single most important personal item in the field will be
your canteen. Dehydration is an ever-present threat
during the hot summer reenactment season, and keeping
well- hydrated during drill or battle is of high importance.
Always make sure your canteen is full when mustering for
drill or battle.
Civil War canteens were typically
tin, with two halves soldered together and a tin or pewter
spout with a cork stopper. Wooden versions were also
quite common, particularly in the south. Today, many
reenactors prefer a stainless steel canteen, which, while
technically "farby" will tend to outlast a tin
canteen many times over and if covered with a wool cover,
will scarcely be noticed as stainless. A wool cover,
soaked with water, will keep your canteen much cooler due
to evaporation. Coating the inside of a tin canteen with
beeswax will greatly extend it's life. Never put
anything but clear water in your canteen, and store it
empty with the stopper out between events so little
critters don't start growing in it.
As a mounted cavalryman,
you have your choice between a "mounted" canteen
strap (which attaches to the saddle) or a shoulder strap
style which is worn across the body from right shoulder to
left hip. Most infantry canteens have a rather long
one-piece strap of either cotton or linen which is then
adjusted by tying a knot to raise it to the proper height.
Straps wear out long before the canteens and covers, and
some prefer to make a leather strap which was also period
Take your time selecting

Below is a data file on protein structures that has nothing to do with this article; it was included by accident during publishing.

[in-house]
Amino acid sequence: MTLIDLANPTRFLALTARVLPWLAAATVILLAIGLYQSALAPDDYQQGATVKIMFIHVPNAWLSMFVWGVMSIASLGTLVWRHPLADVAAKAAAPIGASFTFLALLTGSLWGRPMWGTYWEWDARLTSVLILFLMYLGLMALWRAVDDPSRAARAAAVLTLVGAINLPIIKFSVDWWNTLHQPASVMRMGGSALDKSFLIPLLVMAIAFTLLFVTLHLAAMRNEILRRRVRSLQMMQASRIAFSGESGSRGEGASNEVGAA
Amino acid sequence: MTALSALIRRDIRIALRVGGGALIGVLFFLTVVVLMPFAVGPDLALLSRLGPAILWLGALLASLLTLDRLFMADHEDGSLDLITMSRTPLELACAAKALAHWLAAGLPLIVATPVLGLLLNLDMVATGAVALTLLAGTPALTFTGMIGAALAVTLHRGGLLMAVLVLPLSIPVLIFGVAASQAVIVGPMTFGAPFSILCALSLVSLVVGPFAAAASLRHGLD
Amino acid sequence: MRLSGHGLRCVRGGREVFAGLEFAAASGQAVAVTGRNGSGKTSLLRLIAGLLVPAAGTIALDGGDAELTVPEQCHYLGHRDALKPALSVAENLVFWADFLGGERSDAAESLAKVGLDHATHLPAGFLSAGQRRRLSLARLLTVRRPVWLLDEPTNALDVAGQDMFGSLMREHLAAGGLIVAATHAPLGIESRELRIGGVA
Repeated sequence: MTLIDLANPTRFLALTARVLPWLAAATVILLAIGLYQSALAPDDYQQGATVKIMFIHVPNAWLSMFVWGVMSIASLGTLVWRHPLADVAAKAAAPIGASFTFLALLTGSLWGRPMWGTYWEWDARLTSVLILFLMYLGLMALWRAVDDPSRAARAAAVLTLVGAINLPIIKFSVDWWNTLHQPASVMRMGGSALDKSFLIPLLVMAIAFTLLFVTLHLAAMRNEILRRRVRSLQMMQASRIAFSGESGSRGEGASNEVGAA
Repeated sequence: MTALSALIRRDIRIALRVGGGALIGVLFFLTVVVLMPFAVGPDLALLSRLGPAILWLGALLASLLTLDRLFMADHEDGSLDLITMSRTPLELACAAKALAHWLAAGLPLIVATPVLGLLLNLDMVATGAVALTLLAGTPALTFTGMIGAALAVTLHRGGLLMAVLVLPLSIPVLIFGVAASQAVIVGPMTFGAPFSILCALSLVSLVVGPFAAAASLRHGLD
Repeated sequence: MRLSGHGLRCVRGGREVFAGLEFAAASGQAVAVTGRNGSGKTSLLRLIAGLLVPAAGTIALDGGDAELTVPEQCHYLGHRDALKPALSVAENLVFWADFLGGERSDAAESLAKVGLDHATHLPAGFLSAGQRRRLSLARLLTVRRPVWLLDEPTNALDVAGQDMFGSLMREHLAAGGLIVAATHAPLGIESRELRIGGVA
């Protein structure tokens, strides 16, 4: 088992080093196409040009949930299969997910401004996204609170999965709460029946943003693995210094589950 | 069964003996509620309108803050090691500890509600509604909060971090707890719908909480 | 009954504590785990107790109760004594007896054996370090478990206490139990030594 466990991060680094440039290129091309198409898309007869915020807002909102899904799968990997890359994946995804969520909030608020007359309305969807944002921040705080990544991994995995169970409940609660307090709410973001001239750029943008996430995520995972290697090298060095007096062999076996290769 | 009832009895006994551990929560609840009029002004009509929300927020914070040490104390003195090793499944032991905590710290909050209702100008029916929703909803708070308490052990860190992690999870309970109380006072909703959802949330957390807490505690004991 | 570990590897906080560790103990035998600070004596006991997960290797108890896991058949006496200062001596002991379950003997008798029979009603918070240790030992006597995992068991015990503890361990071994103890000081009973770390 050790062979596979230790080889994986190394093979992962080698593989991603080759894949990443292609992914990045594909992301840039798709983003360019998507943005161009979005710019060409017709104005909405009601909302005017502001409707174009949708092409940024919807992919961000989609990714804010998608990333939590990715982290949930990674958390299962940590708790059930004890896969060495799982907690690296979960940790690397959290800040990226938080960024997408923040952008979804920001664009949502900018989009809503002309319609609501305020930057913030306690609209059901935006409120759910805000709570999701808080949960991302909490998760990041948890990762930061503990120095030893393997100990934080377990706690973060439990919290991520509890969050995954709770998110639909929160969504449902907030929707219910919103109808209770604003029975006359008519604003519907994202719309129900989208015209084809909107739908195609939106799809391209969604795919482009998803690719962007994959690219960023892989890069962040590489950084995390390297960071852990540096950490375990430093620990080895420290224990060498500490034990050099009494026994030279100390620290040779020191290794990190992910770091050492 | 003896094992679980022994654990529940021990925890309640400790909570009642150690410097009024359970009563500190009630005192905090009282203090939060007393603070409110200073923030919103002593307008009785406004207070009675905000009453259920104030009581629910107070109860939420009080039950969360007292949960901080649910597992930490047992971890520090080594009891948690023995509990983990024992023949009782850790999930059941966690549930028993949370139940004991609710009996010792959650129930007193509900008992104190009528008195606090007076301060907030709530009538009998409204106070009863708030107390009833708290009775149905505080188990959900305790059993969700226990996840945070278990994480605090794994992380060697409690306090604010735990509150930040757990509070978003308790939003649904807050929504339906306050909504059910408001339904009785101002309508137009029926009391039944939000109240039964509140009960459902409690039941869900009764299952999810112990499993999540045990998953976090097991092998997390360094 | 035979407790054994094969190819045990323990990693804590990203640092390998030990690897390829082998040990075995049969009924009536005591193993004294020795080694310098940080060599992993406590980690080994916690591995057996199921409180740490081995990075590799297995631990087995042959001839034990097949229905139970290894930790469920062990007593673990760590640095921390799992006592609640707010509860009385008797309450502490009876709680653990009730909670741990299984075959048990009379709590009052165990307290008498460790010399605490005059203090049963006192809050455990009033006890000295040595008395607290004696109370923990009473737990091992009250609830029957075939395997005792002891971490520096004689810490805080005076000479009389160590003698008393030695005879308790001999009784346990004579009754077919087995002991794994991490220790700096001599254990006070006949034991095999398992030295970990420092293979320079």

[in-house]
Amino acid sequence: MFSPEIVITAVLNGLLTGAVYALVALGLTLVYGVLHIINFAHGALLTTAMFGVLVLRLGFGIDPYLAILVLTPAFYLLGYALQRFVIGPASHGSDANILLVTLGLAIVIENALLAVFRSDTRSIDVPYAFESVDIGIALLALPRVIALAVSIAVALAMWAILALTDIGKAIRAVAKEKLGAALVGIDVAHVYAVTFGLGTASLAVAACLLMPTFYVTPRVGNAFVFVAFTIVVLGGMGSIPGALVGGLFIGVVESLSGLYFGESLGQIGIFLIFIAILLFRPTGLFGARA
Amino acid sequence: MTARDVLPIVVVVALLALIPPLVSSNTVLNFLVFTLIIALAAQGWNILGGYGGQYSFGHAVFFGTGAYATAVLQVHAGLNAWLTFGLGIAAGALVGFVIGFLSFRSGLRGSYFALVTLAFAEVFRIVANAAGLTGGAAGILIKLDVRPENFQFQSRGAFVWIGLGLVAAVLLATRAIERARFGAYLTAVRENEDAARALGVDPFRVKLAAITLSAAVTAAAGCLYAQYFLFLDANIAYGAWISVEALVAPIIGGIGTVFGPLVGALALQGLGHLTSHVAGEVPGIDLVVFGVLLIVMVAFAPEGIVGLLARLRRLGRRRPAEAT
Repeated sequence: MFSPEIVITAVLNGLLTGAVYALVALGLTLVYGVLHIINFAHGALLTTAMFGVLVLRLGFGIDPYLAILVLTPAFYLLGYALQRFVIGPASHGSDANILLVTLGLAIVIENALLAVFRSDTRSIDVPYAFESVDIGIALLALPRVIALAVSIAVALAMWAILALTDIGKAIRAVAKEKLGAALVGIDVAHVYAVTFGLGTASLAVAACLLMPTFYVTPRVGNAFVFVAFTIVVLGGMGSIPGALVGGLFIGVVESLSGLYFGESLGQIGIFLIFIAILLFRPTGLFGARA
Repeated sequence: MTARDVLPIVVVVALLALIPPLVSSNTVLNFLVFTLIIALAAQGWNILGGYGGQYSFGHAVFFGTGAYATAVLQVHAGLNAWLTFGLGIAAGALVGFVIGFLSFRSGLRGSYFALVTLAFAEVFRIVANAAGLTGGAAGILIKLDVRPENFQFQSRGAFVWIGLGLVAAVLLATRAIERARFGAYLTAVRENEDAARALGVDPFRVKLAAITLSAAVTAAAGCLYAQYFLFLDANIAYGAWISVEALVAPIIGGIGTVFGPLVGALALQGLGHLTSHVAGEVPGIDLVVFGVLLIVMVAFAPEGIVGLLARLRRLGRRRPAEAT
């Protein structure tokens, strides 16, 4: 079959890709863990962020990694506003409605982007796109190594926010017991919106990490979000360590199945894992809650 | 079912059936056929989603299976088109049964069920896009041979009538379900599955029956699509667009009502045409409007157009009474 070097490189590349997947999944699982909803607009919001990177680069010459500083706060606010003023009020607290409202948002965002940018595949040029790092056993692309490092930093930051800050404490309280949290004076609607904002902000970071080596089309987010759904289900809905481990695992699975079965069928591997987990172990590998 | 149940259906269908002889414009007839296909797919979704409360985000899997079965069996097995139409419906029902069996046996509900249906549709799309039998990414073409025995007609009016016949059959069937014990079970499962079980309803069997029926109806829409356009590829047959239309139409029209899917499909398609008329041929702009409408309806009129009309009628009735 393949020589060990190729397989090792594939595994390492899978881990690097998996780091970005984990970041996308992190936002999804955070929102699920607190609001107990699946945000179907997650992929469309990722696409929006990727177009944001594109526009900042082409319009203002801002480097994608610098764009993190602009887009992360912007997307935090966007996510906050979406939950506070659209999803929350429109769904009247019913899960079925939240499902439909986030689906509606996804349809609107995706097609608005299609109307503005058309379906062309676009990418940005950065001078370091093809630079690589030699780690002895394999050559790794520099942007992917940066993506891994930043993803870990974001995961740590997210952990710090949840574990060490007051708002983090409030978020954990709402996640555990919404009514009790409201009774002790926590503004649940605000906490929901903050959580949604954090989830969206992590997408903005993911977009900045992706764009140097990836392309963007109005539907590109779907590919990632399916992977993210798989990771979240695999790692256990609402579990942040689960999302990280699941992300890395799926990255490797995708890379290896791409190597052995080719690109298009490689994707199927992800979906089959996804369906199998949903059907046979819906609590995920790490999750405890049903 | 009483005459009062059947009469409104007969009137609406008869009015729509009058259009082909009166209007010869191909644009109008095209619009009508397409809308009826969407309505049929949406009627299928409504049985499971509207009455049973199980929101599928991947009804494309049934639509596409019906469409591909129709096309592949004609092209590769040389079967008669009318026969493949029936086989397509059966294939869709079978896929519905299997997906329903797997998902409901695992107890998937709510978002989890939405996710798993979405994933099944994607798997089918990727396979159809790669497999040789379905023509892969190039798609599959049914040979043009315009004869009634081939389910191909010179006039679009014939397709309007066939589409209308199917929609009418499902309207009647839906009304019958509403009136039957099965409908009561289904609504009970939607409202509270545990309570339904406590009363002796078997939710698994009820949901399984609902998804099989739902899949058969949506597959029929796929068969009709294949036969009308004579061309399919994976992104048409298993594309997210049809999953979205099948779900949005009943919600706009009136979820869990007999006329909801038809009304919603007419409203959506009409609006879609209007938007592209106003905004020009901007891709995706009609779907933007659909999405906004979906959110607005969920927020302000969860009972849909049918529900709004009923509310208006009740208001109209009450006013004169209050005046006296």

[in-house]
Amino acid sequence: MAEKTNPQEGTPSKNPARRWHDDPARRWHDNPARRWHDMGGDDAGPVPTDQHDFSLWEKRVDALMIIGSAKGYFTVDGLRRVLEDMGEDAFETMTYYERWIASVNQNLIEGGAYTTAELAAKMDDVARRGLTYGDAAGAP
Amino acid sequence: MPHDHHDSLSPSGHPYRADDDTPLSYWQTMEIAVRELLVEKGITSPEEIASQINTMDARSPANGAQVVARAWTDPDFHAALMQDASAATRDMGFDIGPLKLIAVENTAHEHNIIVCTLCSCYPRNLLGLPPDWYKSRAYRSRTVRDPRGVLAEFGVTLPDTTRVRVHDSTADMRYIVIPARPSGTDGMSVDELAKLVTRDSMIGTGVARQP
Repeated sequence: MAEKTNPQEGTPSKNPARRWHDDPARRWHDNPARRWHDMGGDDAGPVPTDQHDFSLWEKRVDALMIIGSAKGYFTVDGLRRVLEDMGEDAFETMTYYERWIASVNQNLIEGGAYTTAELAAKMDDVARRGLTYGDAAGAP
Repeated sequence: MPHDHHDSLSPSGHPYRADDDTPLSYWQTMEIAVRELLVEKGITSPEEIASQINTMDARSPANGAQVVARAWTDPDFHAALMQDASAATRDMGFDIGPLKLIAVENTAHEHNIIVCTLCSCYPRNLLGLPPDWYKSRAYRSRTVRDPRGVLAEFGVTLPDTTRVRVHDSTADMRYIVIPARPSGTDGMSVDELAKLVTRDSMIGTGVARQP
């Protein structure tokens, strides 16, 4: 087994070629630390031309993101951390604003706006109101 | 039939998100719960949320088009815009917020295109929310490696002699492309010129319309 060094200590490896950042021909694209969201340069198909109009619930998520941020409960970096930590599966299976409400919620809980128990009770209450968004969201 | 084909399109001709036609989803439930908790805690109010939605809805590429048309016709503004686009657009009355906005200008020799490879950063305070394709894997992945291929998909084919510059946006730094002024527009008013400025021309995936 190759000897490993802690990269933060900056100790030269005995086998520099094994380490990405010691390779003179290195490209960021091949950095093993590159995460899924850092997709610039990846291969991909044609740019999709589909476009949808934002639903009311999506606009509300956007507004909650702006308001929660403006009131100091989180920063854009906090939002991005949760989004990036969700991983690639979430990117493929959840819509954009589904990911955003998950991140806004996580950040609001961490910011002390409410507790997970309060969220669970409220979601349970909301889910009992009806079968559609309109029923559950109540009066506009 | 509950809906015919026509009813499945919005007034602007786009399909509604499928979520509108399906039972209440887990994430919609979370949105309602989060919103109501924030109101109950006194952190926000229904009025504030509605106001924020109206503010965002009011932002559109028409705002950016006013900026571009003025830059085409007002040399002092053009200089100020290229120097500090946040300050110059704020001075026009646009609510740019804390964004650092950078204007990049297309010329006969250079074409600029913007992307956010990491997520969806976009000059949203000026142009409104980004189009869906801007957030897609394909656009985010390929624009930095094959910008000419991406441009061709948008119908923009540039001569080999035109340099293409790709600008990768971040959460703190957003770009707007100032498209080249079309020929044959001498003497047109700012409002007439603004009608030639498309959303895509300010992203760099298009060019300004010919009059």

your first canteen, for it's going to be your close
companion for a long time. In surfing through online
sutlers, you'll find many styles such as flatside
drum, "bull's-eye", etc. Remember as
a Confederate you can carry captured Yankee gear, so in
reality any CW period canteen can be "correct"
for your impression. A disassembled canteen half was
often used as a mess plate.
However, it's best to
avoid the earlier, "kidney shaped" revolutionary
war style or the later, "Indian War" period
styles, shown below.
"Rev War" Canteen
"Indian Wars" canteen
"mounted style strap" on a wooden canteen.
common Confederate style tin drum canteen
Stainless Steel drum canteen with
gray wool cover
(not a bad first choice for a new recruit)
The saber, or sword belt
is a pretty complex rig. For starters, it's a sturdy
belt which must support your pistols, cartridge box, cap
box, and saber if you wear one.
The shoulder strap
provides extra support for the left side, where the saber
is worn. Two longer leather straps of different
lengths hold the saber down low to the side and at a
proper angle when mounted, and a small brass hook holds
the saber up snugly to the side when dismounted.
belt plate is usually not included, and exercise caution
when choosing your belt plate. Do not use the common
"CS" plate, as these were largely western
campaign and were not issued to the Army of Northern
Virginia. A pre-war militia plate, or a Virginia
Seal plate are good choices. You might like to see
what "everyone else is wearing" in the 1st
Virginia before choosing yours.
One of the more important
pieces of leather gear will be your pistol holster(s).
They will be subject to considerable use and wear, and a
cheap one won't last long. A flap holster with
securing "Sam Browne" button ( not a modern snap
) is required for safety reasons. Make sure you get
a period correct model, avoid any with stampings on the
The thickness of the
leather is one clue to quality. A good one of 8-9
oz. leather is far preferred to a cheap, usually
foreign-made one of thinner stuff.
Holsters are worn with
butt facing forward, so a "right-hand" holster
actually goes on the left, and vice-versa.
Here's another piece of
leather gear that's going to get a lot of use.
This holds your caps for your carbine, and secures with a
Sam Browne button ( again, never a snap ). Make sure